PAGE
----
Tea Gardens Freely Accessible to Locals and Tourists

By Bob Kinoshita

The original 1 acre site for the Tea Garden was built as part of the 1894 World’s Fair. Over the years as more plants and colorful koi fish were imported from Japan, it expanded to approximately 5 acres. Photo by Bob Kinoshita/The Guardsman.

Its always better when you can get into an event free.  San Francisco offers an occasional free day to verified residents of San Francisco.  Several times a year access to the zoo and Academy of  Science , and other city attraction are free to residents that provide a drivers license or utility bill showing a SF City address.  How about free access all year? The Japanese Tea Garden in Golden Gate Park allows free access on Monday, Wednesday and Friday from 9AM – 10AM.  Enter before 10AM and stay all day.  This is available to everyone including tourist.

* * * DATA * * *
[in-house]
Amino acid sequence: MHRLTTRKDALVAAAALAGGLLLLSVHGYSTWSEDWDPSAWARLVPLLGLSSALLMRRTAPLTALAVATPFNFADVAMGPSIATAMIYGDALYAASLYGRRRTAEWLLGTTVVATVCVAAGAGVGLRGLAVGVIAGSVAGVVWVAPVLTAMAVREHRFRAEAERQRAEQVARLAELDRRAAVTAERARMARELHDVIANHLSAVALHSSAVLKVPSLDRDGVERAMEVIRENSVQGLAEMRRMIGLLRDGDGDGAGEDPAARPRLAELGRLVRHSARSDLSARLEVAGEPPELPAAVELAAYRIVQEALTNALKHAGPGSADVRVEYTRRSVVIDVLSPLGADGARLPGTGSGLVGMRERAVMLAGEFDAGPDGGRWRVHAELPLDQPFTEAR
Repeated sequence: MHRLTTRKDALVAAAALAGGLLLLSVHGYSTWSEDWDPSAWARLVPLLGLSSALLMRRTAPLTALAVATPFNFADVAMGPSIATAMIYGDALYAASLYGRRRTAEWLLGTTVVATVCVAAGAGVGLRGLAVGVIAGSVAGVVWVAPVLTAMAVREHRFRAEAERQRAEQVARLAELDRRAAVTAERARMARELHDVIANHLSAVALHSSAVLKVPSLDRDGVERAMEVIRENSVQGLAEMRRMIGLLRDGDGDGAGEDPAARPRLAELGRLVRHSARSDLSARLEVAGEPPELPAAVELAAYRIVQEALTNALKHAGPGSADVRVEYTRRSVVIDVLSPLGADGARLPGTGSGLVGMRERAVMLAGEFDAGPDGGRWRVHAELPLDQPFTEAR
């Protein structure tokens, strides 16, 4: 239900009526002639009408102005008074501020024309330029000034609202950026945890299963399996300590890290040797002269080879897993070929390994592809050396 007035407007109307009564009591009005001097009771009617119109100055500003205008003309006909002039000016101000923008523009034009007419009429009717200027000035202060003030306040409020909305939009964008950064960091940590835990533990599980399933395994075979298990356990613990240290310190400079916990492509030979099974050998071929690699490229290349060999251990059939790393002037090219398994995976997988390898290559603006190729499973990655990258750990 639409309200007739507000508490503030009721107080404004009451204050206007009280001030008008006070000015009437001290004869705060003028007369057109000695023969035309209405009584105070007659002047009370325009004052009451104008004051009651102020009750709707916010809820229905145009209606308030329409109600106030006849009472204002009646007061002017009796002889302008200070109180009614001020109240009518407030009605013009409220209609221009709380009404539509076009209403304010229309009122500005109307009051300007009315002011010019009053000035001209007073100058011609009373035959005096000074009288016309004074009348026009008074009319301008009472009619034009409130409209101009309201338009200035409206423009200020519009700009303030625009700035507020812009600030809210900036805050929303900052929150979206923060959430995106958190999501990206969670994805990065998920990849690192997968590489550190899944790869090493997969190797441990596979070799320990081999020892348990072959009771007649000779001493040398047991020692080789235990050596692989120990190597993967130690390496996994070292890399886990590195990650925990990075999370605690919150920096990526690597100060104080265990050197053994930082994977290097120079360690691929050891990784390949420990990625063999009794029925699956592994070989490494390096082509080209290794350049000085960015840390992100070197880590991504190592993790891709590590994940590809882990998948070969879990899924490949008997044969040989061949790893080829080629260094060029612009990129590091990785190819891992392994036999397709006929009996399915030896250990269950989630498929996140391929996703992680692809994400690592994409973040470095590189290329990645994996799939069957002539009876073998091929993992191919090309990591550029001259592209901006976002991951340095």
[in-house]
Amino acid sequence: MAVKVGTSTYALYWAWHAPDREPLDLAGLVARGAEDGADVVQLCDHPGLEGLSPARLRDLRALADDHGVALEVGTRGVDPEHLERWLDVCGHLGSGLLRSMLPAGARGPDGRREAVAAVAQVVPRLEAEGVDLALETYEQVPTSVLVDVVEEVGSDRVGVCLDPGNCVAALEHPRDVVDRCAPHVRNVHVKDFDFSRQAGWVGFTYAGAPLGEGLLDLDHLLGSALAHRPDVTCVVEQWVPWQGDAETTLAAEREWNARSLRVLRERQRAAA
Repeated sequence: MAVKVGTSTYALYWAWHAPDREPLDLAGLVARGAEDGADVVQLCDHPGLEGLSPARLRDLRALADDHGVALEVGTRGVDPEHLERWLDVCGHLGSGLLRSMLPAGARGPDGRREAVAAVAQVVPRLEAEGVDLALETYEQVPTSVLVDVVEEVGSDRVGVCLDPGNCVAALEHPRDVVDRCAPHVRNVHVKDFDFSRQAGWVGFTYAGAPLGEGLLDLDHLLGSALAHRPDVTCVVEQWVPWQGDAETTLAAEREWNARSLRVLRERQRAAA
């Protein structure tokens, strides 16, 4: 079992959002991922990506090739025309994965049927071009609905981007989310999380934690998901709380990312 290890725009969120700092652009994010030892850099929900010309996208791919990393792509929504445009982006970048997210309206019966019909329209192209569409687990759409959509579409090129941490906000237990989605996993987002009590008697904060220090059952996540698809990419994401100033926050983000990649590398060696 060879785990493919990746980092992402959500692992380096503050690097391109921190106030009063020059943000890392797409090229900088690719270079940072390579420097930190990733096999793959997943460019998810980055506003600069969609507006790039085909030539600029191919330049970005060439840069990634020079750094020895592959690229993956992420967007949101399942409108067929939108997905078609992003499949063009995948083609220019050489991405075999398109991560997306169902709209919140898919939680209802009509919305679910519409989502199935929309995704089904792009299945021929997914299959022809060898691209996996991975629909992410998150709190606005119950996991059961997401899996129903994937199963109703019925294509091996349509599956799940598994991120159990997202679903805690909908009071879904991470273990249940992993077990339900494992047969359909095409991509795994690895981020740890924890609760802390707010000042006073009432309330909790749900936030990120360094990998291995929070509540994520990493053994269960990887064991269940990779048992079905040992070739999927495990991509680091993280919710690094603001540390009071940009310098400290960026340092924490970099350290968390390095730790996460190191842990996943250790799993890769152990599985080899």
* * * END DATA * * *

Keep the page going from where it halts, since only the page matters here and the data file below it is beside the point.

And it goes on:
The Tea House was also built for the fair. It has been rebuilt over the years to its current rendition. Today the house offers snacks and several kinds of tea to enjoy overlooking tranquil gardens and koi ponds. One of the more popular snacks, the fortune cookie, was introduced to the U.S. here at the Tea House around 1900. Photo by Bob Kinoshita/The Guardsman.
The bridge was originally built in Japan and shipped here for the 1894 Fair. The name Drum Bridge is derived from its shape; when reflected on the water, its full circle shape resembles a drum. The design of the bridge has 3 main functions, to slow people down, to let boats sail under and its namesake, to enjoy the water reflection of a drum. Photo by Bob Kinoshita/The Guardsman.
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